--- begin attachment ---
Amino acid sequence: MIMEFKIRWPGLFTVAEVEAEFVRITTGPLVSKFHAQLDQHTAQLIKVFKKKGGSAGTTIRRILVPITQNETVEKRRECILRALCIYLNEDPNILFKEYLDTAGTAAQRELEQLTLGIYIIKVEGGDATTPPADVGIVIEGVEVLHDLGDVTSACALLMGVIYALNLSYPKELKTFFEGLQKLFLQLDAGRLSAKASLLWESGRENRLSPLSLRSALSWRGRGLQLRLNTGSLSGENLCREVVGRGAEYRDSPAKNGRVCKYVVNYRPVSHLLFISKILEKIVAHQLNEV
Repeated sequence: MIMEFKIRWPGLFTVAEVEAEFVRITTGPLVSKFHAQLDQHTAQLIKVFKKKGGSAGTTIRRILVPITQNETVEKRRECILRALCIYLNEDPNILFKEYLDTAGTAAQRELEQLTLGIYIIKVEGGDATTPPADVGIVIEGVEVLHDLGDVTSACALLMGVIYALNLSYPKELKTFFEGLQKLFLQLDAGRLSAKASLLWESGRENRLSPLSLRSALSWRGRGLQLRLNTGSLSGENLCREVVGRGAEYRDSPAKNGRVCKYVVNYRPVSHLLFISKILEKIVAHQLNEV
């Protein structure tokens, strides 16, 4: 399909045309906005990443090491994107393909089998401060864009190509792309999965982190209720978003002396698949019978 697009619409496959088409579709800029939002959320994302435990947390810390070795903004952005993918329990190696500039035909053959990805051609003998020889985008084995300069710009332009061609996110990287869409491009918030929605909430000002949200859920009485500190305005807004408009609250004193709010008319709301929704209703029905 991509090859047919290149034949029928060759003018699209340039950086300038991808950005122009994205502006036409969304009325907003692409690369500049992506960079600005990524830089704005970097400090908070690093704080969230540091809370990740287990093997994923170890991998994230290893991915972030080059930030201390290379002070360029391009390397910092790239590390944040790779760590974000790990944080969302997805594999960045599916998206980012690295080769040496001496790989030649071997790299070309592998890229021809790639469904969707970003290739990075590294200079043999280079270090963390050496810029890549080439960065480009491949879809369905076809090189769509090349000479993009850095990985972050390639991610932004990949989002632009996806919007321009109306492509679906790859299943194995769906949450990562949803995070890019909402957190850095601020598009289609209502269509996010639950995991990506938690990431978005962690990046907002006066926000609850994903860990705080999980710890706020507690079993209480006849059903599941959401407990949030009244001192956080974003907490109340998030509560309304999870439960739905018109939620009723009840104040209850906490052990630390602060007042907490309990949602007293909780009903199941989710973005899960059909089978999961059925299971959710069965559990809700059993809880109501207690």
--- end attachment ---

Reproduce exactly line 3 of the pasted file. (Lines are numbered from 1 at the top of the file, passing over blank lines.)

């Protein structure tokens, strides 16, 4: 399909045309906005990443090491994107393909089998401060864009190509792309999965982190209720978003002396698949019978 697009619409496959088409579709800029939002959320994302435990947390810390070795903004952005993918329990190696500039035909053959990805051609003998020889985008084995300069710009332009061609996110990287869409491009918030929605909430000002949200859920009485500190305005807004408009609250004193709010008319709301929704209703029905 991509090859047919290149034949029928060759003018699209340039950086300038991808950005122009994205502006036409969304009325907003692409690369500049992506960079600005990524830089704005970097400090908070690093704080969230540091809370990740287990093997994923170890991998994230290893991915972030080059930030201390290379002070360029391009390397910092790239590390944040790779760590974000790990944080969302997805594999960045599916998206980012690295080769040496001496790989030649071997790299070309592998890229021809790639469904969707970003290739990075590294200079043999280079270090963390050496810029890549080439960065480009491949879809369905076809090189769509090349000479993009850095990985972050390639991610932004990949989002632009996806919007321009109306492509679906790859299943194995769906949450990562949803995070890019909402957190850095601020598009289609209502269509996010639950995991990506938690990431978005962690990046907002006066926000609850994903860990705080999980710890706020507690079993209480006849059903599941959401407990949030009244001192956080974003907490109340998030509560309304999870439960739905018109939620009723009840104040209850906490052990630390602060007042907490309990949602007293909780009903199941989710973005899960059909089978999961059925299971959710069965559990809700059993809880109501207690």